Buying a Used Electric Car: The Practical Guide Before You Get Started

Electric cars enter the used car market. Maybe it’s time to make a good deal.

In the face of high fuel prices, are you considering going electric but have a tight budget? Why don’t you pay attention to the occasion? Before you get started, here are some tips from the automotive experts at carVertical.

1. Consider the charging infrastructure

Before buying an electric car, consider your local charging infrastructure. Homeowners can charge their electric vehicles in a garage or driveway, but apartment dwellers have fewer options.

Most cities do not have proper charging infrastructure, so finding a station can be a real nightmare. It only takes a few minutes to fill the tank, but it takes up to half a day to charge an electric car. Drivers who live or work far from charging stations can waste a lot of time waiting for their vehicle to be charged.

Some companies already offer portable electric chargers aimed at people who don’t have a home socket. However, they only charge the batteries to a certain level, and at the moment they are charging
Chargers are not an option.

2. Pay attention to battery life

Whether it’s a gas car or an electric car, the battery starts to degrade over time and you can’t do anything about it. Changes in temperature, frequent charging, and high mileage are all factors that reduce battery health. Most car manufacturers guarantee batteries for eight years or 160,000 kilometers. If a car exceeds this limit, there’s a good chance its battery will perform worse than the new car’s, notes carVertical.

Battery health also depends on the climate. The lithium-ion batteries you’ll find in electric cars don’t handle heat well. A used car from southern Spain is likely to have autonomy
Less, while a car from Holland or Germany can provide drivers with a much better battery.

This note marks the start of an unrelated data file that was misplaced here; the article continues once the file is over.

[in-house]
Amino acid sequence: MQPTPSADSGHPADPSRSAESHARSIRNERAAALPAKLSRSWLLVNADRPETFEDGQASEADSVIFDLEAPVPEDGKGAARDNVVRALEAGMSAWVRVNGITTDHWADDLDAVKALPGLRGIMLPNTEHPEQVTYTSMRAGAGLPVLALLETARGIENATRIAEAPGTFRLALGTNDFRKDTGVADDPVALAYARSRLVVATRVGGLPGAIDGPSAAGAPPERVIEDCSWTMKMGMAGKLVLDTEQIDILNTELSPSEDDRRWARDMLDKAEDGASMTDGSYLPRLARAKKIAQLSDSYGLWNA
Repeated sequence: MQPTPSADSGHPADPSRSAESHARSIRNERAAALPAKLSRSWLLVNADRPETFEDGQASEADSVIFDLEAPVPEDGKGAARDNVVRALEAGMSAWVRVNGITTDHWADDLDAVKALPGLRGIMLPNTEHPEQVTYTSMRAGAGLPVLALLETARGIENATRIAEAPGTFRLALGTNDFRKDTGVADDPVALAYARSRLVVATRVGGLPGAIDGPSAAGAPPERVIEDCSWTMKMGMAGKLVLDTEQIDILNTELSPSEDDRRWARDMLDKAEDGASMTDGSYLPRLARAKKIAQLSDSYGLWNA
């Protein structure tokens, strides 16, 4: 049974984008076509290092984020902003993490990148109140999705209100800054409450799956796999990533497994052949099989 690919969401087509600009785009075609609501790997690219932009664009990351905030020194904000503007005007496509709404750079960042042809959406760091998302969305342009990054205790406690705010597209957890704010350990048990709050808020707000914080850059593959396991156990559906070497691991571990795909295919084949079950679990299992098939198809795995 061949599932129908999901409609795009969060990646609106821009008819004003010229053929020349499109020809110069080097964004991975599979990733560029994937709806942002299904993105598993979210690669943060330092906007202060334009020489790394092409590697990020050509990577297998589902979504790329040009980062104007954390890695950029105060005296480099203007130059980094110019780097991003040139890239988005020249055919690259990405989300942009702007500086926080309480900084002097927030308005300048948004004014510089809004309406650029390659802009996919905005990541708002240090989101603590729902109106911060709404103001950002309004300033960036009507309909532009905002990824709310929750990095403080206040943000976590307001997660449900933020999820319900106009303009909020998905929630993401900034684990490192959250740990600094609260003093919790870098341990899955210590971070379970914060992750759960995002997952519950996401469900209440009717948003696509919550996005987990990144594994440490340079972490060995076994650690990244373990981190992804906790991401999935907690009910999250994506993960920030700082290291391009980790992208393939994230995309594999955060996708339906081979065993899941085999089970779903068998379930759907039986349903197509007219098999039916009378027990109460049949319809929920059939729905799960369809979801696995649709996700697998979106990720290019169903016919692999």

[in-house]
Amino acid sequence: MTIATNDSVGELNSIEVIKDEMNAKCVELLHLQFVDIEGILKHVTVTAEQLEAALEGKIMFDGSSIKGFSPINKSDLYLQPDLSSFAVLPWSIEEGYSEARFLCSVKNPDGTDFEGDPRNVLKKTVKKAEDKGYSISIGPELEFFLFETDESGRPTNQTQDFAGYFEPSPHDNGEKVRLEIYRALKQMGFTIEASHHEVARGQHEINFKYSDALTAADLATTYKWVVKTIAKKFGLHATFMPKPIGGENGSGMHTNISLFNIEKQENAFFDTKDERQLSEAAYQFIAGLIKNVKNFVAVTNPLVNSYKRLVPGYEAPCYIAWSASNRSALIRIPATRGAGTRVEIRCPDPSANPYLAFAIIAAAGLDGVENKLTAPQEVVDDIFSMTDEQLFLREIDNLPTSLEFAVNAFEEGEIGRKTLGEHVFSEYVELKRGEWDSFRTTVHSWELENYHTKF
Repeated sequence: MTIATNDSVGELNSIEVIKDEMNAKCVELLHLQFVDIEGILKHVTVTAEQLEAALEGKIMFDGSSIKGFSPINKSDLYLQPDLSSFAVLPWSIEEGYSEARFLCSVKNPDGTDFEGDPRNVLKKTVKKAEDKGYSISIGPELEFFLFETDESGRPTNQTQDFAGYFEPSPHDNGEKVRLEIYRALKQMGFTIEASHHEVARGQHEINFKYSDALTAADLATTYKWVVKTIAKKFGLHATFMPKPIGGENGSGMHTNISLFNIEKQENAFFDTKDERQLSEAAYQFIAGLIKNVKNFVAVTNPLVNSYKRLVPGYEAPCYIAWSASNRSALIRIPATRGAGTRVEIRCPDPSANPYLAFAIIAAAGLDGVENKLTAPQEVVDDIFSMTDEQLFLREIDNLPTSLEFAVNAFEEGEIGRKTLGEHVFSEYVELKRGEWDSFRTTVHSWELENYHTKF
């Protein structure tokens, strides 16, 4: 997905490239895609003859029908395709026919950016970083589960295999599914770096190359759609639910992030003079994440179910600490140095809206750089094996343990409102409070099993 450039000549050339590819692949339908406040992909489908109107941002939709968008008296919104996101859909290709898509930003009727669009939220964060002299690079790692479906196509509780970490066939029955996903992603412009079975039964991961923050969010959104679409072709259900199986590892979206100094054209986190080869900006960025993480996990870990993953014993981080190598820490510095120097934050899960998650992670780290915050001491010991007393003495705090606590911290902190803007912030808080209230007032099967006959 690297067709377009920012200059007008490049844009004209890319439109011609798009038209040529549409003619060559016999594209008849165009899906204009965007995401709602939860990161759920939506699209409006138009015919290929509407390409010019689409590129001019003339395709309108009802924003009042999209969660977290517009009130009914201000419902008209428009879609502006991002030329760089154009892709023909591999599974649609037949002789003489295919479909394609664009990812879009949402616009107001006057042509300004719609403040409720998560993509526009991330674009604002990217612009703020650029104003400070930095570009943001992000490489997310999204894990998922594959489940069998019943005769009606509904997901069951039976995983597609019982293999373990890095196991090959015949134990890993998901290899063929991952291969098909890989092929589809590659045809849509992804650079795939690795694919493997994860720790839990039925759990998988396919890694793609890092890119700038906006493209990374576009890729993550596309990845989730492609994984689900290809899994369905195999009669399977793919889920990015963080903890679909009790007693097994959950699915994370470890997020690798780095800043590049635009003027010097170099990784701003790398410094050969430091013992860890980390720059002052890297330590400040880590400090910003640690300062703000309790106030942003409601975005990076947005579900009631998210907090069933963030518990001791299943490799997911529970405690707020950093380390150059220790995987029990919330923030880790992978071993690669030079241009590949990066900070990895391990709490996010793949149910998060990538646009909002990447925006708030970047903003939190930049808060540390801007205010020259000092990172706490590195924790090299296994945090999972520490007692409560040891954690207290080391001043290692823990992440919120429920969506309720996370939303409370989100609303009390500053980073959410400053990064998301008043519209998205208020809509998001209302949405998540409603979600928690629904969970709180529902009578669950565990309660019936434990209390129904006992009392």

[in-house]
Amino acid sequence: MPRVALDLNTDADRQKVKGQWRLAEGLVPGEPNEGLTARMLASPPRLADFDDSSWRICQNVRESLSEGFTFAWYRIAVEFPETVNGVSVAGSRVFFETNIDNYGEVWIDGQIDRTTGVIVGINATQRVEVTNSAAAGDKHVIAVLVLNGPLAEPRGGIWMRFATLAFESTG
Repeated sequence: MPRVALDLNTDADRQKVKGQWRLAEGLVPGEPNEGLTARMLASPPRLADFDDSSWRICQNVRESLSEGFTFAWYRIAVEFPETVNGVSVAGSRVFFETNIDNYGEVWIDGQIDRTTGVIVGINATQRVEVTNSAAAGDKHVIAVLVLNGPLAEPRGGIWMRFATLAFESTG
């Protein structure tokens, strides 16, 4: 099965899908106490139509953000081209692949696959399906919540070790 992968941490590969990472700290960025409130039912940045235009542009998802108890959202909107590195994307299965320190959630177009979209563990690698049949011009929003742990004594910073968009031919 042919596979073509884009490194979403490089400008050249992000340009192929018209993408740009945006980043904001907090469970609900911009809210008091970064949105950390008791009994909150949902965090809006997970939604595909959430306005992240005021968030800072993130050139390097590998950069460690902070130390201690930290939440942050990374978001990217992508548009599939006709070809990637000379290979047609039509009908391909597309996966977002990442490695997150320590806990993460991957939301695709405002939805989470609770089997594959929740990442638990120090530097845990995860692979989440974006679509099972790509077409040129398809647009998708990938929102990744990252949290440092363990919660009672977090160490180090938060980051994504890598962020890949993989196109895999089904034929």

Auto experts recommend reviewing the electric car battery status report before closing the purchase with the seller. Replacing a car battery is very expensive, so it is best to make sure that it is not worn out.

3. Take a closer look at the history of the car

It is important to check in advance whether the car has been in an accident or otherwise, as the car may not be safe to drive and may cause mechanical problems in the future.

Obviously, you should pay attention to the braking system and software updates.

4. Buy according to your needs

Before you take the plunge, ask yourself the following questions that are essential to gauging your vehicle’s autonomy needs: What is the purpose of your used electric vehicle? Trips from home to work only? Medium and/or long distance trips sometimes? The only car or the main one?

For short trips, a city car will do the trick.

For short trips, a city car will do the trick. Even for medium distances. In this game, the most versatile car seems to be Renault ZOE. Especially with one or two children with you. Autonomy needs should also be assessed according to the recharge capabilities available.

What used electric cars can you find at a low price?

With €5,000, the minimum for a used electric car, you can still choose between the Renault Zoé and the ‘C-ZiMiOn’ (Mitsubishi i-MiEV, Peugeot iOn and Citroën C-Zero). When you reach €7,500, you open up to the older generation Nissan Leafs. Volkswagen electronic cars! It can now be found under the €10,000 mark. The Kia Soul EV is accessible for €12,500. The first Tesla Model S is offered at around 35,000 euros. On the other hand, you’ll hardly find a Tesla Model X for less than 50,000 euros, details.

In use, the biggest advantages of these electric cars remain the price associated with low maintenance and ease of charging. At home, remember that a full supply of electricity (from a reinforced socket or wall station) costs less than 10 euros for a car equipped with large-sized batteries. This is five times less than the full fuel tank of a small city car with a combustion engine.

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